• Do we have something better than GCMs when it comes to establishing policies for the future? Our answer is yes: we have stochastic approaches, and what is needed is a paradigm shift. We need to recognize the fact that the uncertainty is intrinsic, and shift our attention from reducing the uncertainty towards quantifying the uncertainty (see also Koutsoyiannis et al., 2009a). Obviously, in such a paradigm shift, stochastic descriptions of hydroclimatic processes should incorporate what is known about the driving physical mechanisms of the processes. Despite a common misconception of stochastics as black-box approaches whose blind use of data disregard the system dynamics, several celebrated examples, including statistical thermophysics and the modelling of turbulence, emphasize the opposite, i.e. the fact that stochastics is an indispensable, advanced and powerful part of physics. Other simpler examples (e.g. Koutsoyiannis, 2010) indicate how known deterministic dynamics can be fully incorporated in a stochastic framework and reconciled with the unavoidable emergence of uncertainty in predictions.
    Now cutting through the standard academic boiler plate -- there is something better, it is our approach -- the take home message is that present GCM models are not the accurate projection they are claimed to be.  A stochastic approach may yield better results, but while that might work scientifically it is a certain non-starter politically.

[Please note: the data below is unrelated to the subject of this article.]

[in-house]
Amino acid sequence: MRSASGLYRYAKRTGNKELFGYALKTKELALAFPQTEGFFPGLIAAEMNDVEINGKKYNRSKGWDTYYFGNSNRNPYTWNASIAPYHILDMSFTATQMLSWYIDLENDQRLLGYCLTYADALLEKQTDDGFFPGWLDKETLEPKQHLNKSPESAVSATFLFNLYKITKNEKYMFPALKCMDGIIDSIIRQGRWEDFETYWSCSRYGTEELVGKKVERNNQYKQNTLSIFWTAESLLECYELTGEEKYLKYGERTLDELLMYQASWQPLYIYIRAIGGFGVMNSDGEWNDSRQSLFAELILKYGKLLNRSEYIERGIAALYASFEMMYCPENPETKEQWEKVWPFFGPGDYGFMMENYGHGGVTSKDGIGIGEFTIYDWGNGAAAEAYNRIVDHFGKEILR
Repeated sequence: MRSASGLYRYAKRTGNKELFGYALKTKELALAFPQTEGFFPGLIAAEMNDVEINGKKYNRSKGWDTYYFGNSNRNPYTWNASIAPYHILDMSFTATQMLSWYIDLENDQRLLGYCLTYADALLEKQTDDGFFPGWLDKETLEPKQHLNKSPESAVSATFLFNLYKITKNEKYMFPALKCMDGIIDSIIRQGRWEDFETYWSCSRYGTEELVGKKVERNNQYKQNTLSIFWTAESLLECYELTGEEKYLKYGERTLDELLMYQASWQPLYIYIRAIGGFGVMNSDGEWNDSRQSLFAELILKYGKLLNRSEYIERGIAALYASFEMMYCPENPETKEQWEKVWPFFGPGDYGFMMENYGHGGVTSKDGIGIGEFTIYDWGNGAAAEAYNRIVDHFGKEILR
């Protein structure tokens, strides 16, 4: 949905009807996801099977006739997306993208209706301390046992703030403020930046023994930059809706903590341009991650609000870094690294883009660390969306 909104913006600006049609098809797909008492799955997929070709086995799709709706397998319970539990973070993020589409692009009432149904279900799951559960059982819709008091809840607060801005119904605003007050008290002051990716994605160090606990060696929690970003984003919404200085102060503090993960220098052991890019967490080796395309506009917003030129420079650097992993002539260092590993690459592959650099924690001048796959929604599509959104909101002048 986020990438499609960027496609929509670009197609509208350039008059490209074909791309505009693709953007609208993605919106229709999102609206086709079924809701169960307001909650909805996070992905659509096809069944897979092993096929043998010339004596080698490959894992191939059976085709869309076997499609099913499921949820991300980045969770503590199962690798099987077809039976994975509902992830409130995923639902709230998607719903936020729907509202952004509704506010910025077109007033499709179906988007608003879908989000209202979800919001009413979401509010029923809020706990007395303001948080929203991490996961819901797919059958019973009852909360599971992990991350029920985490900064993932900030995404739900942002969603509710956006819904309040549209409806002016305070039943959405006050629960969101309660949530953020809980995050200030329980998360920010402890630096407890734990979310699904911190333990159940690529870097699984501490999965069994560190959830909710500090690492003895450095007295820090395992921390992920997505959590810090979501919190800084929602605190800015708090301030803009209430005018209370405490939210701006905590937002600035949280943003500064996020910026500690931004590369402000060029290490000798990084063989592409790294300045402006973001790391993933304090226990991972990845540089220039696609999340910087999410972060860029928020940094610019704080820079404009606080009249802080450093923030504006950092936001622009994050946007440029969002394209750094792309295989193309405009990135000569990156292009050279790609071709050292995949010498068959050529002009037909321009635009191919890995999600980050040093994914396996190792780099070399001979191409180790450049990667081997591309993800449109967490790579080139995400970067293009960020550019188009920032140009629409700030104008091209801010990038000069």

A stochastic relationship is, by definition, a random process with defined probabilities.  Environmental ideology does not allow for random processes: it is entirely predicated upon the certainty of human agency upon which to promulgate its dogma of restraint and regulation.  Moreover, soci0-economic data are immune to probabilistic modeling precisely because they entail humans and free choice.

    No serious economist takes the Stern report as a valid projection of the future.  But it is necessary as an input to drive the IPCC models.  Those models are not an accurate representation of past climate trends.  The error may not be large, but the global re-organization of society has been promoted by climate alarmists on the basis of temperature changes of less than this margin of error.

    Admitting this constraint has two concomitant effects: it both restores the credibility of the science on climate change and removes its entire political imperative.

    Saturday, December 04, 2010

    Meanwhile, in the real world...

    While the UK, large parts of North America and a significant proportion of Europe is dealing with the first vestiges of severe winter in the form of record breaking cold temperatures and snowfall, the climatocracy are convening in Cancun. The sharp juxtaposition of these two circumstances have not passed unnoticed and commentators have discussed everything from:
    Which brings to question, what is the problem and how is it being framed?

    In the wake of Climategate, the collapse of contrivance at Copenhagen and the widespread recognition of this fact at Cancun, what is the real question?

    The lessons of AGW require that we must address the failure of the academy and not just a cadre of bullies indulging in expertise politics.

    At Judith Curry’s site I posted this reply within her thread on how to respond the Congress and its questions on how the fiasco of AGW evolved.